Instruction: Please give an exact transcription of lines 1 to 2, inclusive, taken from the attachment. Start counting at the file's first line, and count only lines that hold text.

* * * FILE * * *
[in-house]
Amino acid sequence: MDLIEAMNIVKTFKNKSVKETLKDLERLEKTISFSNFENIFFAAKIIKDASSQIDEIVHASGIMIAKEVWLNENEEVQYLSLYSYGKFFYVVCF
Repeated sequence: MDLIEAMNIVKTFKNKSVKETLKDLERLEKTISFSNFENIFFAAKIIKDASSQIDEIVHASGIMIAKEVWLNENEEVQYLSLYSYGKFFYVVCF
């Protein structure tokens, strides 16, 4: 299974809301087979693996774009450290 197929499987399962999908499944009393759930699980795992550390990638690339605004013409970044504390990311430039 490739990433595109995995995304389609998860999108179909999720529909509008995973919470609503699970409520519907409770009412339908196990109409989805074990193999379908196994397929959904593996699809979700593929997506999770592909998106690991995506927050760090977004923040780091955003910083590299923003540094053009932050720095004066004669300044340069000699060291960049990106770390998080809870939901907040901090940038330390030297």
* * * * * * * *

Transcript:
[in-house]
Amino acid sequence: MDLIEAMNIVKTFKNKSVKETLKDLERLEKTISFSNFENIFFAAKIIKDASSQIDEIVHASGIMIAKEVWLNENEEVQYLSLYSYGKFFYVVCF